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Did You Know? US Whisky Does Not Have To Be Matured In Casks

by Oliver Klimek on August 25, 2012

Apart from getting drowned in free whisky and travelling from festival to festival, one of the lesser known pleasures of a whisky blogger who takes his thing seriously is diving into the legalese of whisky laws and regulations.

Sometimes a tiny little word or phrase manages to catch your attention only after the second or third time you read through those carefully worded masterpieces of whisky literature. In the US whisky regulations I recently stumbled upon the term oak container.

‘‘Whisky’’ is an alcoholic distillate from a fermented mash of grain produced at less than 190° proof in such manner that the distillate possesses the taste, aroma, and characteristics generally attributed to whisky, stored in oak containers (except that corn whisky need not be so stored)

American whisky has to be aged in an oak container. Yes, you read right. No mention of casks or barrels, only the very generic word ‘container’. Of course casks are the logical containers for whisky and have proven to yield great results. But if your are feeling adventurous, you could also mature your whisky in a jug, jar, box or even in an old pirate chest, if you manage to seal it tightly.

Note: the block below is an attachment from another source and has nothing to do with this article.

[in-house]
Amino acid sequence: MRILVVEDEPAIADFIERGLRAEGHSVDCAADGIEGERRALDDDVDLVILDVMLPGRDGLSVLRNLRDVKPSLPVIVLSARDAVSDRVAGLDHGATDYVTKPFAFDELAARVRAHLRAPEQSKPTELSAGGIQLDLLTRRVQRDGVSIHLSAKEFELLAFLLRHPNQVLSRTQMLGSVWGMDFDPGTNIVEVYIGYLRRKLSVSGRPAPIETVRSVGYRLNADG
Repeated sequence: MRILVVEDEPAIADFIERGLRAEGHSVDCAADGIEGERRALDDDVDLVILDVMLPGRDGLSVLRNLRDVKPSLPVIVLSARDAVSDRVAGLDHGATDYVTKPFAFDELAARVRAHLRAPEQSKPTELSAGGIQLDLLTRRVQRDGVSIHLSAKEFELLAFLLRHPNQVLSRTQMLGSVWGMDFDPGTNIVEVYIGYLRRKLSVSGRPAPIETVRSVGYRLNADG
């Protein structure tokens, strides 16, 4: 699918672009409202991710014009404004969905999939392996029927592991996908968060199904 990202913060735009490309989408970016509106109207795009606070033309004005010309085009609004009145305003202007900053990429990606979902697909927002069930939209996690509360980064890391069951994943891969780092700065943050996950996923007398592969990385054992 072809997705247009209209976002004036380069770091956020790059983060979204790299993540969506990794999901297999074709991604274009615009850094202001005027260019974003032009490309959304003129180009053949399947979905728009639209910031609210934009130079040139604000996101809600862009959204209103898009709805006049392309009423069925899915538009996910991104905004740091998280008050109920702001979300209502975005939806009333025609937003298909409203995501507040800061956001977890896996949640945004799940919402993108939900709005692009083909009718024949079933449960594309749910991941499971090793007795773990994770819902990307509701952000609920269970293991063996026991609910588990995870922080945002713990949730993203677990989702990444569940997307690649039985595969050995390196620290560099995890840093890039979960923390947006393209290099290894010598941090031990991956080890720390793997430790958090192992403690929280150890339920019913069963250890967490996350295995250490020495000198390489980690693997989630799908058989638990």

{ 3 comments… read them below or add one }

atanas August 26, 2012 at 9:11 pm

Hi Oliver,
Unless this is not the exact and full sentence – I understand it as: American whisky should have the attributed associated with with whisky that has been stored in oak containers.
That is even worse.

Reply

Michael Rozelle October 27, 2012 at 6:25 pm

Oliver,
What got my attention was the phrase “except that corn whisky need not be so stored”. I take that to mean pure corn whisky could be stored in a tin can or milk carton . . .

Reply

Oliver Klimek October 27, 2012 at 6:44 pm

It can be sold as whisky straight from the still.

Reply

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